Reporting from Boston — Target Field, the new 39,504-seat, open-air home of the Minnesota Twins, is not The House That Torii Hunter Built, but the outfielder will definitely feel a sense of proprietorship when he and the Angels play their first game there Friday night.
Hunter played nine seasons (1999-2007) for the Twins in the Metrodome, a dungeon-like facility in which players routinely lost track of fly balls in the dingy roof and took a constant pounding from the artificial surface.
With attendance sagging and interest in the small-market Twins waning, Minnesota became a target for contraction, and in the winter before 2002 speculation grew that the franchise would be disbanded and its players disbursed to other clubs.
But the Twins, with a collection of no-names dubbed "the best triple-A team in baseball," won the American League Central title and made it to the 2002 AL Championship Series, losing to the Angels but revitalizing baseball in the Twin Cities.
"We all came together and gave it one last go," Hunter said. "We won the division and went to the ALCS. I think that really helped keep baseball in Minnesota going."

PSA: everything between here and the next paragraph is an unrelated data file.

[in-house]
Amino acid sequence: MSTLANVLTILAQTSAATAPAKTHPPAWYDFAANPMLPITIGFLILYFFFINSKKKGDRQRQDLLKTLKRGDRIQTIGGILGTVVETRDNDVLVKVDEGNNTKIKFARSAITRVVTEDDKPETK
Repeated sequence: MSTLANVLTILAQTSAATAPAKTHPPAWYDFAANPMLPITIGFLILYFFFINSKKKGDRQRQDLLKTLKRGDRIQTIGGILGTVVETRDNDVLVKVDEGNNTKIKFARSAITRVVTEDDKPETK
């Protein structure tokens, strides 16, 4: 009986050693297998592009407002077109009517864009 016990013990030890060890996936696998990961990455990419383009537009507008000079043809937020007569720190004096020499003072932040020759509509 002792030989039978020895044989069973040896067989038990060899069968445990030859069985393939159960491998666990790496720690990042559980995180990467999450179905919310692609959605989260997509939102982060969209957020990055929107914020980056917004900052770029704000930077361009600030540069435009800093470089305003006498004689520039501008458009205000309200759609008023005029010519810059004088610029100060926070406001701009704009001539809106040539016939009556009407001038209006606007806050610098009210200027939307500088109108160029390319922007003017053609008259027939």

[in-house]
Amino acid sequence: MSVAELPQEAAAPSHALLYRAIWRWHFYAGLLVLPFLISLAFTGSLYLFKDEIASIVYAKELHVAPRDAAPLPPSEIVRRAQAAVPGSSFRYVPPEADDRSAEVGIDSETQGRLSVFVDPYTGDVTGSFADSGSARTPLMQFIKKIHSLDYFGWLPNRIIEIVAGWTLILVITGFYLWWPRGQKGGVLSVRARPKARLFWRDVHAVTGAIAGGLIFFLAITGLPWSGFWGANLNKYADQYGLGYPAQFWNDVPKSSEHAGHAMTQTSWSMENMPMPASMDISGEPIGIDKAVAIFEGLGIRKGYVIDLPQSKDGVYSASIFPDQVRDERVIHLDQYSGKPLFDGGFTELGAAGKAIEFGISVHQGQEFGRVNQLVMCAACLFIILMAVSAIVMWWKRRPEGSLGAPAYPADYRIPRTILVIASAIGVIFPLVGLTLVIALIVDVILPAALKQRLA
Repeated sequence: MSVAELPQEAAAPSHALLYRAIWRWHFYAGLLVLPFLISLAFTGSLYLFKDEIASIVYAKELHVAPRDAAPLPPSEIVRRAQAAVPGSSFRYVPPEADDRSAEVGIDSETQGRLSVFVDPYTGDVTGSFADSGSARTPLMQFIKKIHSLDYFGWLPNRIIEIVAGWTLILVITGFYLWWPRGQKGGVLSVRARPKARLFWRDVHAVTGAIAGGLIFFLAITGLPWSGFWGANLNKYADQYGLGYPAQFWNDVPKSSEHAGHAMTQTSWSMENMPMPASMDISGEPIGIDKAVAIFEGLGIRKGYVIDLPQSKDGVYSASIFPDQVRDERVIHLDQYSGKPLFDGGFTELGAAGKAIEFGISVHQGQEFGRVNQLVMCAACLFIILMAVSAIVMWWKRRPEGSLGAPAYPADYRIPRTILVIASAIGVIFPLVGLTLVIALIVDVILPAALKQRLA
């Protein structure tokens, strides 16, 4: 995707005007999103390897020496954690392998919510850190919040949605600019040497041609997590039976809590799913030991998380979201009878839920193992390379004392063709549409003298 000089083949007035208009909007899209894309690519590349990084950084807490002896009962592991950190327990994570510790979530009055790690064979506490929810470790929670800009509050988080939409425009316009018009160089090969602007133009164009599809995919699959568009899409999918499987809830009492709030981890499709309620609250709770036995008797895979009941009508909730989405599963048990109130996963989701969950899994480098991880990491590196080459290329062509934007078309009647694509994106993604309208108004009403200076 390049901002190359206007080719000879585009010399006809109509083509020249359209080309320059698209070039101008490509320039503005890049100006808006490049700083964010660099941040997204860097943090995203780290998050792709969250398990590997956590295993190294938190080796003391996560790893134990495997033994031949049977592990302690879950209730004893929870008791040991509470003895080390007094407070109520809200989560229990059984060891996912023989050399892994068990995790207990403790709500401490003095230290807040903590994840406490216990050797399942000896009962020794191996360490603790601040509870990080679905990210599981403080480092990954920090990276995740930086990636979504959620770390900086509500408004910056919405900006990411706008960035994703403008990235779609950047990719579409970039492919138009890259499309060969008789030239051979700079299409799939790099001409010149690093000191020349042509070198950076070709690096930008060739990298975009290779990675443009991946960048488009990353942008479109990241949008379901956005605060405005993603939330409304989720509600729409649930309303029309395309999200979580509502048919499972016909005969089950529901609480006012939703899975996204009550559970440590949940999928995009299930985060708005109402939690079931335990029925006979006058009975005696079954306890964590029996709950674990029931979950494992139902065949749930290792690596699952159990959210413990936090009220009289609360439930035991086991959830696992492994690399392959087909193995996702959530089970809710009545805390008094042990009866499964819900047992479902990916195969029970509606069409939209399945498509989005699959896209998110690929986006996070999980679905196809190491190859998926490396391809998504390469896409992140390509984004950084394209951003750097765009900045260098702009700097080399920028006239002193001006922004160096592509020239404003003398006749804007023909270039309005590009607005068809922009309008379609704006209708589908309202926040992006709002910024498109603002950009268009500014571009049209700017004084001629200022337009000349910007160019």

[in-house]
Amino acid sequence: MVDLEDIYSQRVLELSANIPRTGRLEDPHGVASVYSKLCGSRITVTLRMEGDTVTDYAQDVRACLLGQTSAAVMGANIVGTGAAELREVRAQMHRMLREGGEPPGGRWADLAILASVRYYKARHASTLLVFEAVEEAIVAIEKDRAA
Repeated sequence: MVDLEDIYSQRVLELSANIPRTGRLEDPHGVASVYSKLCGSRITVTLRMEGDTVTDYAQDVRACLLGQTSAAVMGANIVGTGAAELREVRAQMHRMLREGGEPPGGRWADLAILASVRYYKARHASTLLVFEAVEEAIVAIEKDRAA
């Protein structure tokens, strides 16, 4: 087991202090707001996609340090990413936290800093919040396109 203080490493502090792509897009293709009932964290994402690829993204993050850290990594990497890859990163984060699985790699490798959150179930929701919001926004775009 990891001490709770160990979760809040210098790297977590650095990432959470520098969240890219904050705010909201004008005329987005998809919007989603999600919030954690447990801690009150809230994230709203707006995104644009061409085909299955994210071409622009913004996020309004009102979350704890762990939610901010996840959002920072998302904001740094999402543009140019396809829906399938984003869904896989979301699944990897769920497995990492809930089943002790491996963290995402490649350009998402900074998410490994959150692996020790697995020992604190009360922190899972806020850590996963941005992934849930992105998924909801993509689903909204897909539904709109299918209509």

Hunter and players such as Corey Koskie, Jacque Jones, Cristian Guzman and Doug Mientkiewicz were part of a lobbying effort to save the Twins and build a new stadium.
In May of 2005, a deal was reached between the Twins and Hennepin County, in which the Twins would pay roughly one-third the cost of the $522-million stadium and the remaining two-thirds would come from a county sales tax increase.
Five years later, the Twins are in their sparkling new downtown stadium, and have won 11 of 14 games to open a four-game lead in the AL Central.
"We were out there fighting, going to luncheons and dinners, talking to local politicians," Hunter said. "We were really pushing to get that new stadium, and now I get a chance to see the result of that work."
Hunter said players have raved about the new stadium, and he plans to tour the facility before one of this weekend's games.
"I hear the fans are really supportive, and I'm pretty sure they're so happy to be outside," Hunter said. "They always complained about sitting in the dome on a sunny day. It's beautiful in the summertime there. The fans can work on their tans, like me.
"I won't miss the dome itself … just the memories."
Red Sox second baseman Dustin Pedroia, sidelined for almost two months because of a broken bone in his left foot, was scratched from Thursday's lineup because of soreness in the foot. Pedroia, who was activated off the disabled list Tuesday and played Tuesday and Wednesday night, aggravated the injury while stealing second in the first inning Wednesday night.
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